Just War? image

Just War?

It has fallen to me to provide some concluding reflections to the just war/pacifism debate, which Liam and Matt have articulated so well over the last couple of weeks.

To start with, I should probably state my unqualifiedness (?) to write on this topic; I am not a former serviceman, nor a conscientious objector, nor an ethicist, and a number of the regular readers of this blog are. I say that because I don’t want my argument to come across as too confident, as if I am somehow summarising the view of Liam and Matt, or of Newfrontiers, in this post. But with those caveats in mind, I think I’ll come right out and say it: I don’t believe in “just war”. I think Jesus unequivocally taught and modelled non-violence; I think the rest of the New Testament stands squarely in line with him on this, as long as arguments from silence are discounted; I think wars are wrong; I think Christians should renounce violence. Nothing too controversial there, then.

We begin with Jesus. Arguably the most ignored, disobeyed and even ridiculed instructions in the New Testament are in Matthew 5:38-42:

You have heard that it was said, ‘An eye for an eye and a tooth for a tooth.’ But I say to you, Do not resist the one who is evil. But if anyone slaps you on the right cheek, turn to him the other also. And if anyone would sue you and take your tunic, let him have your cloak as well. And if anyone forces you to go one mile, go with him two miles. Give to the one who begs from you, and do not refuse the one who would borrow from you.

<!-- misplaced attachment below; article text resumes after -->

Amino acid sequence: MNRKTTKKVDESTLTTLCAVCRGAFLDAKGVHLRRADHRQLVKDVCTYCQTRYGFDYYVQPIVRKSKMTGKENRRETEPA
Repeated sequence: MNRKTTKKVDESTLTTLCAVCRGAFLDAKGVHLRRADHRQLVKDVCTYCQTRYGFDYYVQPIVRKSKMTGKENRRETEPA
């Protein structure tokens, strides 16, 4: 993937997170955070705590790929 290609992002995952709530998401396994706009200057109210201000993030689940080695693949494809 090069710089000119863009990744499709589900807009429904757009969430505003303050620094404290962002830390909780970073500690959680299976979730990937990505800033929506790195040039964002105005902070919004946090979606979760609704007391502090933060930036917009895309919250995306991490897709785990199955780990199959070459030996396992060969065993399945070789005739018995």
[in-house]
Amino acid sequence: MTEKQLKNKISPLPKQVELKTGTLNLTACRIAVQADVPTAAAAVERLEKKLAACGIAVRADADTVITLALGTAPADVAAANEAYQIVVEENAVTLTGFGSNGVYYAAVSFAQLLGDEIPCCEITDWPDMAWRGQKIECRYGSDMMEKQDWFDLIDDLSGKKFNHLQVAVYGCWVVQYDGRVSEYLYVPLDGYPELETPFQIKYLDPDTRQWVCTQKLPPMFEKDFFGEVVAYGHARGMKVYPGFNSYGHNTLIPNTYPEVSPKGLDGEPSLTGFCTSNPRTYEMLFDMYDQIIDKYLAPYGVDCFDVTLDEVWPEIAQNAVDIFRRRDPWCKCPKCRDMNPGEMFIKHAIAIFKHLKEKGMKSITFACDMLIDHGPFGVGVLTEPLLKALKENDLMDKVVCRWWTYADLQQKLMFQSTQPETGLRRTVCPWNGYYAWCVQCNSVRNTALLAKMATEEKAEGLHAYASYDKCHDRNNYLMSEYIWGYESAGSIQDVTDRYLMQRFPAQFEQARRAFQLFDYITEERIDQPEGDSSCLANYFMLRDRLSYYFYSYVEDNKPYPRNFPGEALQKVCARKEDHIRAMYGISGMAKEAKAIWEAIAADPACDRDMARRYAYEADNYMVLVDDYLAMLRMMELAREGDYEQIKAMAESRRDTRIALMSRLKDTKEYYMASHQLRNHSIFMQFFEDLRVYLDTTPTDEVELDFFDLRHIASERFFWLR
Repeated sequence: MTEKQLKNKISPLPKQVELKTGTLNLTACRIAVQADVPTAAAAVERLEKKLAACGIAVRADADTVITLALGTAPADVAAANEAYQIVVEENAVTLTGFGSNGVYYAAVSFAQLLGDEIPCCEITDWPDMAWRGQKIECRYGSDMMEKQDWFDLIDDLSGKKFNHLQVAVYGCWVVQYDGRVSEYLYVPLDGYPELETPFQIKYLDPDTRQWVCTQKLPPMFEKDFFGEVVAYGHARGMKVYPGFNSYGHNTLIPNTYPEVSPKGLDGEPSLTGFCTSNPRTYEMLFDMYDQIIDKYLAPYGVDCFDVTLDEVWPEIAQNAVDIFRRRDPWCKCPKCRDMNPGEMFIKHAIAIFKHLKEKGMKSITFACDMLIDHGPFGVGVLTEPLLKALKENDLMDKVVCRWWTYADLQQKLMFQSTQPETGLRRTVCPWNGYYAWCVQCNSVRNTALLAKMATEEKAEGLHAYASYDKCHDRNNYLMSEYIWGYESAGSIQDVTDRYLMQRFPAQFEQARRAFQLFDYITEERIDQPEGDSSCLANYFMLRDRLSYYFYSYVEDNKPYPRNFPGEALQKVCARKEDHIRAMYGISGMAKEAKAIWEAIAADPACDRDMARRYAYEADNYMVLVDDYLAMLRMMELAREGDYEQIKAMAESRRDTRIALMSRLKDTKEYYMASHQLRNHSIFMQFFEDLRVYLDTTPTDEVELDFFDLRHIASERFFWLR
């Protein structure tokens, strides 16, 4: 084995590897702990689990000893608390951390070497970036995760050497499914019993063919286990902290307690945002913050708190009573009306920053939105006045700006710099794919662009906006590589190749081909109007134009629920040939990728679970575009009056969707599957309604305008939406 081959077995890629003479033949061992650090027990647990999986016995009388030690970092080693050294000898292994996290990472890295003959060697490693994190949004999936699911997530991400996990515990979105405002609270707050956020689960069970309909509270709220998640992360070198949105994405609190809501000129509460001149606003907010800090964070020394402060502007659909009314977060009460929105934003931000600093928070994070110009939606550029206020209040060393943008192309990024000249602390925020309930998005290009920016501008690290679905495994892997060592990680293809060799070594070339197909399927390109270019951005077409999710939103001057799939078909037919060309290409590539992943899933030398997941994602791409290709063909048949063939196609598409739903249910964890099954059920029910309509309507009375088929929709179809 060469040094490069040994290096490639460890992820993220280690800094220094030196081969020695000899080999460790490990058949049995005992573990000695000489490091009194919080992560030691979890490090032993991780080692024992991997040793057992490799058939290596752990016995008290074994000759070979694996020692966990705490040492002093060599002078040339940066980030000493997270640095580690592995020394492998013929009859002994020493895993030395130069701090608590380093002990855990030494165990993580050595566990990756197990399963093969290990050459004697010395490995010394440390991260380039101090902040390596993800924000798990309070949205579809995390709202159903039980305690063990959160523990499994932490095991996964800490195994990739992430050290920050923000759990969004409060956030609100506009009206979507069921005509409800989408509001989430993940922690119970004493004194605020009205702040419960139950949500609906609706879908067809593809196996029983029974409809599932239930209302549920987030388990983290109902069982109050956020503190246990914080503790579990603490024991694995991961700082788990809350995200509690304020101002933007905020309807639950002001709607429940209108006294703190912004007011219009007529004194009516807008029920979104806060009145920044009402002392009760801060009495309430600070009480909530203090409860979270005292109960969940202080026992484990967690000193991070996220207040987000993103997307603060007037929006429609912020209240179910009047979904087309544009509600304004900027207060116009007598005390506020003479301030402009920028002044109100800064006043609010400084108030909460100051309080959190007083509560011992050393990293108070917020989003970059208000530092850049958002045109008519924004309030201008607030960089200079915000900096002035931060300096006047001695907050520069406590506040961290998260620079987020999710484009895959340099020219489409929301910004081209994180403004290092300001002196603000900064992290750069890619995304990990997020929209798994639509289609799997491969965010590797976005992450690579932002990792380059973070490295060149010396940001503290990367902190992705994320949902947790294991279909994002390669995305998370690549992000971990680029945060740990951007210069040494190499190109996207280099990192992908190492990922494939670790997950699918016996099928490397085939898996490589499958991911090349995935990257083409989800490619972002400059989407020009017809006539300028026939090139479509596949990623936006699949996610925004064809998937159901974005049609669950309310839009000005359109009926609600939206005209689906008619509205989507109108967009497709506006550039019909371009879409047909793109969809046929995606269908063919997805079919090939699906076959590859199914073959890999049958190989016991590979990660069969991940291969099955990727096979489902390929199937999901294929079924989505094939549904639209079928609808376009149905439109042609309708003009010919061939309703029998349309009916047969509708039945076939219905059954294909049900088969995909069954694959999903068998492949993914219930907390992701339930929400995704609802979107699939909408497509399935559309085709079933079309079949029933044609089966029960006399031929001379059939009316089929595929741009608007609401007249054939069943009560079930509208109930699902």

There it is, in the founding charter of the new Israel: do not resist the one who is evil, whether they physically attack you, steal from you or coerce you. Obviously, as Liam showed in his second post, this is by no means the only New Testament passage which speaks against Christians responding to violence with violence. Jesus not only talks like this, he also lives like this, and instructs his followers to do the same - and in some of the epistles it is one of the author’s overriding concerns that his readers persevere in suffering injustice and persecution without repaying evil for evil. Even in those where it is a more minor theme, as in Romans, there remain emphatic statements like this (Rom 12:14, 17-21). So why, as Matt rightly argued, has it been the majority opinion of the Western church since Constantine that it is acceptable for Christians to use violence, whether as individuals or as instruments of the state?

I think there are three main reasons. Firstly, various biblical and exegetical reasons have been put forward to challenge the pacifist consensus of the early church fathers. Secondly, there are a host of pragmatic reasons to object to nonviolence as a political method: notwithstanding the Martin Luther Kings and the Gandhis, most people these days simply don’t think that a strategy of uncompromising nonviolence could ever work in practice. Thirdly, it is often argued that, even if violence is undesirable for a Christian, there remain circumstances where it remains a necessary evil. So my aim today is to briefly engage with each of these three arguments.